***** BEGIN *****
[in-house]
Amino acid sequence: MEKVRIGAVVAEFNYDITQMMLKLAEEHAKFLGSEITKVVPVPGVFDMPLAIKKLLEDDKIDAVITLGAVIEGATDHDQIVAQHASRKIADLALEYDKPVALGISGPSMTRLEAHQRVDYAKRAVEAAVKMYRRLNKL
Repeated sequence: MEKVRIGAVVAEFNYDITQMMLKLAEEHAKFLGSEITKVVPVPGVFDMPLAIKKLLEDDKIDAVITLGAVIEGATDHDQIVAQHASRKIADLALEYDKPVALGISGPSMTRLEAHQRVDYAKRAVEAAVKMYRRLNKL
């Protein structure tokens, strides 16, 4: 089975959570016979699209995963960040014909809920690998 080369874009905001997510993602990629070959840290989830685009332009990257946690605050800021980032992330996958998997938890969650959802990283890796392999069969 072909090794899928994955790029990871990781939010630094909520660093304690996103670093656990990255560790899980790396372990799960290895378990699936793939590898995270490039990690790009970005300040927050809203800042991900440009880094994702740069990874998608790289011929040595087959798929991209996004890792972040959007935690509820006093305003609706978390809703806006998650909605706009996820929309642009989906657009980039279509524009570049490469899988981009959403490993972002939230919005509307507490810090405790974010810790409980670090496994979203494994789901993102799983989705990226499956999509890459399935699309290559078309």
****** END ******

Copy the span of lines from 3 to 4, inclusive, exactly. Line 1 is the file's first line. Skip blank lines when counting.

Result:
Repeated sequence: MEKVRIGAVVAEFNYDITQMMLKLAEEHAKFLGSEITKVVPVPGVFDMPLAIKKLLEDDKIDAVITLGAVIEGATDHDQIVAQHASRKIADLALEYDKPVALGISGPSMTRLEAHQRVDYAKRAVEAAVKMYRRLNKL
């Protein structure tokens, strides 16, 4: 089975959570016979699209995963960040014909809920690998 080369874009905001997510993602990629070959840290989830685009332009990257946690605050800021980032992330996958998997938890969650959802990283890796392999069969 072909090794899928994955790029990871990781939010630094909520660093304690996103670093656990990255560790899980790396372990799960290895378990699936793939590898995270490039990690790009970005300040927050809203800042991900440009880094994702740069990874998608790289011929040595087959798929991209996004890792972040959007935690509820006093305003609706978390809703806006998650909605706009996820929309642009989906657009980039279509524009570049490469899988981009959403490993972002939230919005509307507490810090405790974010810790409980670090496994979203494994789901993102799983989705990226499956999509890459399935699309290559078309």